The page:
Posted by: ckckred | January 4, 2014



It may be easy now to lash out at Juno, the 2007 indie dramedy that became a surprise hit and big contender at the Oscars.  Since then, its critical acclaim has considerably declined.  The film feels derivative of the work of Wes Anderson and hasn’t aged well, with many of its cultural references being somewhat out of date.  Still, Juno remains a very enjoyable and likeable offbeat comedy, if a bit overrated.

After her best friend Paulie (Michael Cera) impregnates her, teenager Juno MacGuff (Ellen Page) questions whether she should keep her child or not.  After counseling with her parents (Allison Janney and J. K. Simmons) and her other friend Leah (Olivia Thirby), Juno decides to give off her baby to adoption to a yuppie couple played by Jennifer Garner and Jason Bateman.

For much of its runtime, Juno devotes itself to the teenage angst of its eponymous protagonist, who is in constant conflict with her school and friends.  Paulie is embarrassed by Juno’s pregnancy and soon shuns her and Bateman and Garner soon find their commitment is going astray.

For such a sensitive event such as teenage pregnancy, Juno’s political stance is very mild.  While it caused some controversy in 2008, it didn’t spark much public outrage you’d expect a blockbuster movie about a girl questioning abortion would.  Perhaps that’s due to the film’s subject, which isn’t so much about underage sex as it is about teenage life, and director Jason Reitman and screenwriter Diablo Cody make clear they’re more interested in the second.  Juno’s greatest strength is its ability to reveal the frustration of high scholars in a day-to-day life.  It’s relatable to anyone who has gone through high school and has dealt with stress in their social life.

But Juno feels a bit like it should have spent more time on the production board to straighten out its ideas.  I would have preferred to have a film more strung to reality, as Cody and Reitman feel the need to crank up sentimentality and wishy-washiness in some scenes, not to mention to overall quirkiness grows old after some time.  As a Best Picture nominee, its status was only semi-deserving; it certainly isn’t in the same league as No Country For Old Men or There Will Be Blood and Zodiac and Once would have been more suitable in the category.  However, Juno still possesses much of its charm and likeability and while overhyped, it’s an affable watch.



  1. Interesting review. I have never managed to see this. That you suggest it hasn’t aged well lessens my anxiousness to change that.

    • Thanks! It’s fun but was probably overhyped. I loved it when I first saw it, but a second viewing revealed more of the movie’s flaws.

  2. I think you’re right, nobody talks about Juno these days. I remember its surprise popularity with the critics during that year’s award season. I like the movie, don’t love it. I thought Page was very good but I’ve never been a fan of Cera.

    • Thanks! It’s likable, but not perfect. Page was particularly good.

  3. I’ve yet to catch this but I’ve heard it’s a great film.

    • Thanks for the comment. I’d recommend it, though I think it’s a bit overhyped. It’s fun but I don’t see it as great as most made it out to be.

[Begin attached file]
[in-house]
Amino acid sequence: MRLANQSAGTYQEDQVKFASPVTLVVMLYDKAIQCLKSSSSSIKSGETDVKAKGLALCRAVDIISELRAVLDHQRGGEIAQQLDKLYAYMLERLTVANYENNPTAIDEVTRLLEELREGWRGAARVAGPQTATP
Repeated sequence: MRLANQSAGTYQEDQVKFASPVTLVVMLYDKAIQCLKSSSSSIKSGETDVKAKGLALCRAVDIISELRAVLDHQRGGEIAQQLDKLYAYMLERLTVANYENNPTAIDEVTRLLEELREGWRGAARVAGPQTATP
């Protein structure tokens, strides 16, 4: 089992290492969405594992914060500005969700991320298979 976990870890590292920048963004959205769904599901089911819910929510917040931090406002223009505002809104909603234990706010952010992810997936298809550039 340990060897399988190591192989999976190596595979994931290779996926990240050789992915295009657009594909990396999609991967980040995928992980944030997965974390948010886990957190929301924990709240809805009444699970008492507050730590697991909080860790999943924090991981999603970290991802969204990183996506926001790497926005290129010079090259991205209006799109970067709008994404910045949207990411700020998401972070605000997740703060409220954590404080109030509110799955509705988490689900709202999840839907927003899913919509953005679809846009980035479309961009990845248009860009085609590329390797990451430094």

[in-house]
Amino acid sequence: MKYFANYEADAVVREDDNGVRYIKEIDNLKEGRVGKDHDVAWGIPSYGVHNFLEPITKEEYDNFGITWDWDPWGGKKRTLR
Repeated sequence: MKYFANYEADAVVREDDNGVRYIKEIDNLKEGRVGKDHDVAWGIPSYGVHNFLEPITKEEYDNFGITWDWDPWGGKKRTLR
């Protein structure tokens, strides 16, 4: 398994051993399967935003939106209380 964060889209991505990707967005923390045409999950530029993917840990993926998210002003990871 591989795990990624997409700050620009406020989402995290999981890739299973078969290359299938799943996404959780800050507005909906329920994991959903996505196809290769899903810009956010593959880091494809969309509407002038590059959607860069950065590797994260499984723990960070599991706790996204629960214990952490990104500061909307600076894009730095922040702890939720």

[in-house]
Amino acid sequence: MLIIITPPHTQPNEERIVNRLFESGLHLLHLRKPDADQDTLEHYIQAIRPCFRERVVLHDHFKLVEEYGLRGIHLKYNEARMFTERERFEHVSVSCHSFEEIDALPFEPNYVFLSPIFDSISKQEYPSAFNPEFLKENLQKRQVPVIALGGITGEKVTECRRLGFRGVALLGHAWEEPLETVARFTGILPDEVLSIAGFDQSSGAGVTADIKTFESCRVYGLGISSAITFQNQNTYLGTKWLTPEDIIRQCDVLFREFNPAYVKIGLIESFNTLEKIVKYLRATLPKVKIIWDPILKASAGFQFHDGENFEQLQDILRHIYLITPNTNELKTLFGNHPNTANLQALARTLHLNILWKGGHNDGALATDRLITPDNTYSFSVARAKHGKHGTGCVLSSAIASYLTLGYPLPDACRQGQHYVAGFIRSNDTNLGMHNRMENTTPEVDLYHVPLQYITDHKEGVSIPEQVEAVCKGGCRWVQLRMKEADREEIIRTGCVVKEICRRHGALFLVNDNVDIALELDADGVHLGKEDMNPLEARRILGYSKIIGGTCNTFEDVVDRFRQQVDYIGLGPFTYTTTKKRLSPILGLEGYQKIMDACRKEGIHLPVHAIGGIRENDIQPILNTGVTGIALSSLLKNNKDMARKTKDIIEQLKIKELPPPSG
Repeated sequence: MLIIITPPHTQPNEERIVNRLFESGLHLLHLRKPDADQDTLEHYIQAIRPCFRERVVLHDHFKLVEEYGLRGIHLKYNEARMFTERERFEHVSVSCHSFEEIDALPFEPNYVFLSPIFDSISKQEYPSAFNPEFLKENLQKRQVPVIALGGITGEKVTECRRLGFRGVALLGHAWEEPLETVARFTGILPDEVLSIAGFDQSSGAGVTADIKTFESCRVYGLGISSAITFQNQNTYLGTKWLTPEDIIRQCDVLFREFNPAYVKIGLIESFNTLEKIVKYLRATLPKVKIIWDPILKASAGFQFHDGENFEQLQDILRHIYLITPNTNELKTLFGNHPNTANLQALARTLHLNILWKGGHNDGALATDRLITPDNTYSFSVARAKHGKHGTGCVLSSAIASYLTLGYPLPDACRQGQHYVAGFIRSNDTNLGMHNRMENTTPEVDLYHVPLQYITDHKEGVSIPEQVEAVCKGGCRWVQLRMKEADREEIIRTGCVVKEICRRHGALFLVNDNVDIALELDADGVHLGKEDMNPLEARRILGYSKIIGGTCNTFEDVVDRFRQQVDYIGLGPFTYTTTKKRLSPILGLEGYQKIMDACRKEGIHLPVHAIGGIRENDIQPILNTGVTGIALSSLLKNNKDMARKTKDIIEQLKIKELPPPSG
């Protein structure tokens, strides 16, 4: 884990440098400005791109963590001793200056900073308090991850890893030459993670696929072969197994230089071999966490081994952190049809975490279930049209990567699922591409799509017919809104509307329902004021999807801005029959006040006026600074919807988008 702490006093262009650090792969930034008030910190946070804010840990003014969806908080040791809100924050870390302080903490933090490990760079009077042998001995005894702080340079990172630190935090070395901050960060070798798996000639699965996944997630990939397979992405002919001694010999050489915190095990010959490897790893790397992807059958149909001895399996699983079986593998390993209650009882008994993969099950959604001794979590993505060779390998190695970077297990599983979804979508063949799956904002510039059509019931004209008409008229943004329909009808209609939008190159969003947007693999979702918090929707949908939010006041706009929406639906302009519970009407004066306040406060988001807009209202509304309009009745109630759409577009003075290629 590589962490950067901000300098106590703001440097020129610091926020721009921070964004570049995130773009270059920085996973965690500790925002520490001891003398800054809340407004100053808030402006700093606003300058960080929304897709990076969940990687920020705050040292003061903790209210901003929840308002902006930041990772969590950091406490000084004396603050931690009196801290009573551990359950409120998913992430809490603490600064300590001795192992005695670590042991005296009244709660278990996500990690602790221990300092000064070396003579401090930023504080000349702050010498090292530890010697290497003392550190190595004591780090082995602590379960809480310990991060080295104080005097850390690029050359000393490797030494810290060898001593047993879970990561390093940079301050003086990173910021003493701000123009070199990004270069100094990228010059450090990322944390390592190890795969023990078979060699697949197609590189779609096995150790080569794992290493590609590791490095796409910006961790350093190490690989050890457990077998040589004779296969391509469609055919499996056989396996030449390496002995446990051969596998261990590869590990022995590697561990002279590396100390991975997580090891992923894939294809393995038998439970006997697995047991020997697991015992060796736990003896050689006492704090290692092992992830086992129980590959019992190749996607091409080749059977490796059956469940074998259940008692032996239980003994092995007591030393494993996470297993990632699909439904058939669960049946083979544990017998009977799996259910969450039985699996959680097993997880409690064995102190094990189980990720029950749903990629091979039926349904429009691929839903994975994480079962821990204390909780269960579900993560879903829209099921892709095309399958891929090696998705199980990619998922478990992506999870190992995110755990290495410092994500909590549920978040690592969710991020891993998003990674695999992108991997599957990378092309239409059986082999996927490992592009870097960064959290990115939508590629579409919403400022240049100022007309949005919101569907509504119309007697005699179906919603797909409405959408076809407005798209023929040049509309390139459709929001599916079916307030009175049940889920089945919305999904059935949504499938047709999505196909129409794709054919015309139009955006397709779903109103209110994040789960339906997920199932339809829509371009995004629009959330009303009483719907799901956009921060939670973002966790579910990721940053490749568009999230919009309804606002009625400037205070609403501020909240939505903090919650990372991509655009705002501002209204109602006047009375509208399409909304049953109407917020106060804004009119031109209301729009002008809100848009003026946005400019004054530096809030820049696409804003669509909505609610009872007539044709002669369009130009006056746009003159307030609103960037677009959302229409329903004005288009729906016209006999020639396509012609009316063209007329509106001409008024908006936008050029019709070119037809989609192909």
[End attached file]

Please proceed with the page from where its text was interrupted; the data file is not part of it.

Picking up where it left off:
4. Oddly enough, I feel the opposite way.

    When I first watched Juno about 4 years ago, I couldn’t at all understand its acclaim (bear in mind I was only 14-15 at the time). No when I watch it I feel a sort of sadness about the situation, like the whole movie confuses its emotions because of the current social climate.

    We’re not really asked to think about the whole abortion aspect of it because it’s become quite common-place today, so you’d be correct in saying we like to talk about the struggles of teenage life within this film.

    I’ve never found the film particularly funny (just as I don’t Wes Anderson’s films), but I think the film is great at conveying a simple story with an optimistic ending.

    • Nice point. I really did like what Reitman and Cody did by focusing in more on Juno’s life rather than the pregnancy and they deal very well with teenage issues. It didn’t quite ring as strongly for me for a second viewing, but it has a strong take on contemporary adolescence.

  5. I think “affable watch” is as fair an assessment as you can make about Juno. Not quite as awe-inspiring as everyone seemed to think it was. Nicely reviewed 🙂

    • Thanks! I agree. It’s no NCFOM or There Will Be Blood, but it’s a good movie overall.

  6. I’d like to re-watch this, based on what you have said here. I saw it at the cinema but can’t really remember the details – just the main idea of the plot and that Ellen Page was good.

    • I remember seeing it about a year or so after it was released and enjoyed it. A second viewing revealed more of the film’s flaws, but it’s still decent. Thanks for reading.

  7. I thought it was a very well-made film. I haven’t seen it for a few years now but I remember thinking it had a strong script and performances and handled its subject matter really well.

    • I last saw it a few years ago, but a second viewing made me think more in retrospect. It’s very well acted and made, but I didn’t feel it was as great as everyone said.

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